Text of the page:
Entomology (Study of Bugs)/Chiggers Indoors?


BG wrote at 2011-07-06 12:38:41
I disagree.  Chiggers definitely WILL set up housekeeping indoors.  I'm in a house surrounded by woods/fields in upstate New York and every year chiggers enter the house and bite me for about two weeks around July 4.  I'm certain they enter through window screens and door cracks.

Dmi wrote at 2013-01-28 05:11:14
You are totally correct regardless what any expert will tell you,,chiggers will set up camp in your house and basically never leave..chiggers eat dead skin cells from clothe and bedding,,thier biting little larvae which are born in stock piles, then attach to you,,sometimes for days....to prove my theory they specially love any black electrical items ,,well any thing black really. Larvae are hard to see so get a black sheet of paper shake ur bedding or pillow, u should see tiny micro white dots...for adult chiggs get a white tissue and wipe a black item and u should see red little dots (no not bedbugs),,wanna get more technical get a magnifying glass.. I though it was my beddking and it turned out I found a computer cpu outside,,after months I noticed I would itch more when using the comp,,so I kinda just stared real close in the light at the same spot and discovered millions of little dots like pin head size....homes are better for the,  unlimited dead skin cells to supply adult chigs who then have hundreds of larvae who suck on u to become adults and so one the circle goes on by time noticed there was no where they was not in the house 3 years and counting....oh they eat roach waste to..the adults can spin webs which in the light have dozens of larvae strolling the web ( lol strolling the web)....oh I have a microscope for the experts

Kl wrote at 2013-08-19 12:14:41
I thought so.  I live in northern calif near a forest I was cleaning inside window tracts and got this rash and bites on my hands. It cleared up in a couple days but then I went back to clean the other two window tracts and BAM same thing happened.  

Entomology (Study of Bugs)

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Ed Saugstad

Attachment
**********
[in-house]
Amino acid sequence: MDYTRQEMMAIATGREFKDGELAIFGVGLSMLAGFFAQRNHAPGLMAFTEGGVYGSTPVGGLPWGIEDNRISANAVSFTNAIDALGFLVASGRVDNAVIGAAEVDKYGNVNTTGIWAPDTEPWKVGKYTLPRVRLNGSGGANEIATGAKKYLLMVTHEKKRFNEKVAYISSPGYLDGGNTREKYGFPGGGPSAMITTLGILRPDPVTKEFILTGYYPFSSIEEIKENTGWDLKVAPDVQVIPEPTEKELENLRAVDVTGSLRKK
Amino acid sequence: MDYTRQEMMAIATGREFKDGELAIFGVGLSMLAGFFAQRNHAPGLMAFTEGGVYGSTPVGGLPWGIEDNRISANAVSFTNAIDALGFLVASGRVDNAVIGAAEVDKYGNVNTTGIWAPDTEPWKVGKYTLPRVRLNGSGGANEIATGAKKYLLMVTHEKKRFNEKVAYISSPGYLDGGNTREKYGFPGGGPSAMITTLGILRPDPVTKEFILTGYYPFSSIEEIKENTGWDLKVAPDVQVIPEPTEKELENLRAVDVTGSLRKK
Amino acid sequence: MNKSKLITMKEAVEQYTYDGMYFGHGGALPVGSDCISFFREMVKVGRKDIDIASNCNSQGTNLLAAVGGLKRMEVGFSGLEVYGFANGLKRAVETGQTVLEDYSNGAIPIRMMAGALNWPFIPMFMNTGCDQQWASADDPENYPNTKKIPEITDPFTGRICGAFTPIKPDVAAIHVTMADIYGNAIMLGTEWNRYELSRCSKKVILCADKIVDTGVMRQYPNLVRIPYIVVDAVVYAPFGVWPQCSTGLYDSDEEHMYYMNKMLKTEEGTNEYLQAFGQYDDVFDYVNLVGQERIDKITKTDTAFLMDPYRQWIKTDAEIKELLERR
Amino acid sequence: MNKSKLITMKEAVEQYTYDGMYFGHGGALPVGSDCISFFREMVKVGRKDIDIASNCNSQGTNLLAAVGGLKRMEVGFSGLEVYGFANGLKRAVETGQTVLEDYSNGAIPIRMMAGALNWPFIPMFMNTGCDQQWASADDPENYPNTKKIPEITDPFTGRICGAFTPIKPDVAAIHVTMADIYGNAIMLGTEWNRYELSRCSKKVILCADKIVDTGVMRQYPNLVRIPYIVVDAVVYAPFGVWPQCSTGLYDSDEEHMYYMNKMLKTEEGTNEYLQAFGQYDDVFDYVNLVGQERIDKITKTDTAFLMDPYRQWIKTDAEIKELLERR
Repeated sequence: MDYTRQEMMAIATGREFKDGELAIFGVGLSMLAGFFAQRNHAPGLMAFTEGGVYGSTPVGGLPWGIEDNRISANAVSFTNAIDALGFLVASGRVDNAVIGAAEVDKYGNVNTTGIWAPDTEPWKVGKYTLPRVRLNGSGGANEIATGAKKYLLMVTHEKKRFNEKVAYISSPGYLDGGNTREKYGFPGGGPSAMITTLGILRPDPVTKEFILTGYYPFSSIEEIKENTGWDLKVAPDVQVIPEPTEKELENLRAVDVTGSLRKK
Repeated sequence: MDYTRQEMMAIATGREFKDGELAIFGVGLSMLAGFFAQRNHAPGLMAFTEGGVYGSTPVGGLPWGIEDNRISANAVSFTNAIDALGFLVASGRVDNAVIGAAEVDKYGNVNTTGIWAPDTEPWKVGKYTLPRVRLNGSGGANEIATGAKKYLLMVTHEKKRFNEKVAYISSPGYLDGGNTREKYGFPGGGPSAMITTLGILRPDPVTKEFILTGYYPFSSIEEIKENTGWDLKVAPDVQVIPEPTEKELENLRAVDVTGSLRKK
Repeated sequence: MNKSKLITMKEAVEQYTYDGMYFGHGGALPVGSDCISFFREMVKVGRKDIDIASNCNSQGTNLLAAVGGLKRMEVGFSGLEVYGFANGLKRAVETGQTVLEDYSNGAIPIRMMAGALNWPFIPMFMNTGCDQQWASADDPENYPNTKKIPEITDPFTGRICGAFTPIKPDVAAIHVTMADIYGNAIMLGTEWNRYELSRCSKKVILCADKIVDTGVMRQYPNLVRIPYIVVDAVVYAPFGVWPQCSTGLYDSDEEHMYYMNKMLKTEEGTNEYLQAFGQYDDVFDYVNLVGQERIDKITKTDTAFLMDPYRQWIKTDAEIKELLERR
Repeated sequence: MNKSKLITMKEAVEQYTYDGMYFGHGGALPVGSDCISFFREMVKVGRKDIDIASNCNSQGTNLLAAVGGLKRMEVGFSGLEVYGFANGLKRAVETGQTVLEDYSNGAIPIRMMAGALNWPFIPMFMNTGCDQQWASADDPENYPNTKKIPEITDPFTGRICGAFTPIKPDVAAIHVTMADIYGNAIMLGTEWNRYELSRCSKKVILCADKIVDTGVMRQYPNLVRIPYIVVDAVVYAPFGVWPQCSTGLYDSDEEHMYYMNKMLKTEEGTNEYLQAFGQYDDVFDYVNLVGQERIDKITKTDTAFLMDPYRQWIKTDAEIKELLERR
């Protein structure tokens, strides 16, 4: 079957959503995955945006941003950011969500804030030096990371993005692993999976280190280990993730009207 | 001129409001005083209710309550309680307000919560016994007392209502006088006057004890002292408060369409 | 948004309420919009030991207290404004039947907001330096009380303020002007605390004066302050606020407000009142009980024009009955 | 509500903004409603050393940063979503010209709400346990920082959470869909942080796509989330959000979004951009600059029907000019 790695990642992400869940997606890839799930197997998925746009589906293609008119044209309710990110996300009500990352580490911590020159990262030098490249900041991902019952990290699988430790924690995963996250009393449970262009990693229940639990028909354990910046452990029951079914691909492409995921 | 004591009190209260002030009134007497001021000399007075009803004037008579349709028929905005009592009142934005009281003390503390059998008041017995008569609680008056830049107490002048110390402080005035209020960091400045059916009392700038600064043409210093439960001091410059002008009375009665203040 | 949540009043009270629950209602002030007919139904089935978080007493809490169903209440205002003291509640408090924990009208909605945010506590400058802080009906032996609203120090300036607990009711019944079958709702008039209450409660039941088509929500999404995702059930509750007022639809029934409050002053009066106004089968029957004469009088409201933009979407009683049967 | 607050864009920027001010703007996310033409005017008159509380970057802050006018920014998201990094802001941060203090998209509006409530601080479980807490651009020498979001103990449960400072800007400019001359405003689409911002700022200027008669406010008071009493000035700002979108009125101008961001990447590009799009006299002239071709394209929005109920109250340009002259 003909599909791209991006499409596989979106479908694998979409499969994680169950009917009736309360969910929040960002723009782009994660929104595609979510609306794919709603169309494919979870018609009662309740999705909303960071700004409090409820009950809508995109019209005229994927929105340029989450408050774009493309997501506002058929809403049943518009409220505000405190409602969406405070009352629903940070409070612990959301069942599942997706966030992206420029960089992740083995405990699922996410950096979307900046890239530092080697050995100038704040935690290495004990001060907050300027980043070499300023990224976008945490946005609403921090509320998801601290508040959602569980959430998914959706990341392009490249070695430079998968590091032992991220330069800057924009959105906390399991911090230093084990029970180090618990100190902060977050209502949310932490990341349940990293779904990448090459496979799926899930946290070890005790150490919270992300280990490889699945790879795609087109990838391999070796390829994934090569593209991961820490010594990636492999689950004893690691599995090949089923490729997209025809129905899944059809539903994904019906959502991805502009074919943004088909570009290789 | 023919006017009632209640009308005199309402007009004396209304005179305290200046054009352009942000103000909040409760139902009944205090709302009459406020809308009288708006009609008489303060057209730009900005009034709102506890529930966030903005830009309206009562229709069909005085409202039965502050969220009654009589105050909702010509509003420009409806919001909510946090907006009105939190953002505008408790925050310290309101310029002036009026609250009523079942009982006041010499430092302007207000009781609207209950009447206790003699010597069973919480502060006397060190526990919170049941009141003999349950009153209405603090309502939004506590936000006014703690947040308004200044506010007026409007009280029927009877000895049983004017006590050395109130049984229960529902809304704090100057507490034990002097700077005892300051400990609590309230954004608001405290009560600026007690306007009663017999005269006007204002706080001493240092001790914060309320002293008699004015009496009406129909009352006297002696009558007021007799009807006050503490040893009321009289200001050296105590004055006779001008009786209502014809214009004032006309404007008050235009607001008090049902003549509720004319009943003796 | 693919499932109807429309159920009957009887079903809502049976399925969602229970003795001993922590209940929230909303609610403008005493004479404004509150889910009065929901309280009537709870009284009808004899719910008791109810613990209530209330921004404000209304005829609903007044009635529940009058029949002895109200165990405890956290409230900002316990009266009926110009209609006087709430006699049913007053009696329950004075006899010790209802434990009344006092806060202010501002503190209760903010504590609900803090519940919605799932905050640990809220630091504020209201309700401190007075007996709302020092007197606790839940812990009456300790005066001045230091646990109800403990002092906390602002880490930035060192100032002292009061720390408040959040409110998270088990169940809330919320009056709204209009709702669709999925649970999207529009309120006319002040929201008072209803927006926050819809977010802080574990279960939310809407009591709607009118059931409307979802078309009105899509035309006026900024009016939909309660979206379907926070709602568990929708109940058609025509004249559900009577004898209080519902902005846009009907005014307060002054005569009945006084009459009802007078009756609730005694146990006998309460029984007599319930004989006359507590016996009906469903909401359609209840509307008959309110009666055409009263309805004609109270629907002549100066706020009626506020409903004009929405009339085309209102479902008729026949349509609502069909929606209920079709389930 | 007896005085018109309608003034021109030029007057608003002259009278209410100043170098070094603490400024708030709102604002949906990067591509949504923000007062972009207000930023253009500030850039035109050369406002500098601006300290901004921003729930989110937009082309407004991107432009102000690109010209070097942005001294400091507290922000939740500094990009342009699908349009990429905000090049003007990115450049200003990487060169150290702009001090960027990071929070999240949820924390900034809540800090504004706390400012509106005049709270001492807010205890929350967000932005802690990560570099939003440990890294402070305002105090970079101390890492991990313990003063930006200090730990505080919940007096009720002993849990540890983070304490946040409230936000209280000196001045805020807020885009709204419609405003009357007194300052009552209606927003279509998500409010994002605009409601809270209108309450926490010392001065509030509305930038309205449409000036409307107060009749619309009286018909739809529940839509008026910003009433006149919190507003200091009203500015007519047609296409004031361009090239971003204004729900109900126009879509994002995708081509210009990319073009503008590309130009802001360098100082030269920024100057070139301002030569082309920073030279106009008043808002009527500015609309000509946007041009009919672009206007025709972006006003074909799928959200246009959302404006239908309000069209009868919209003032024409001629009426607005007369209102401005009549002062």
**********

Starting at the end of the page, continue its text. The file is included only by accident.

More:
Will accept most questions in general entomology, including those related to medical entomology, taxonomy, ecology, arthropod surveillance, and pest management. If you are requesting a 'mystery bug' identification, PLEASE either attach an image to your question, or post an image on a web page (such as Flickr) so that I can look at it, as verbal descriptions frequently are insufficient for a definitive identification.


21 years in the U.S. Army as a medical entomologist; duties varied from surveillance of pest populations (including mosquitoes, cockroaches, ticks, and stored products pests) to conducting research on mosquito-virus ecological relationships and mosquito faunal studies. Ten years as a civilian analyst for the Department of Defense, primarily on distribution of vector-borne diseases worldwide. Limited experience on surveillance of agricultural insects in North Dakota and Indiana.

Entomological Society of America, West Virginia Entomological Society, Society for Vector Ecology, National Speleological Society, West Virginia Association for Cave Studies.

American Journal of Public Health, Contributions of the American Entomological Institute, Japanese Journal of Sanitary Zoology, Journal of Economic Entomology, Mosquito News, and Mosquito Systematics.

B.S. in entomology from North Dakota State University in 1963, M.S. in entomology from Purdue University in 1967.

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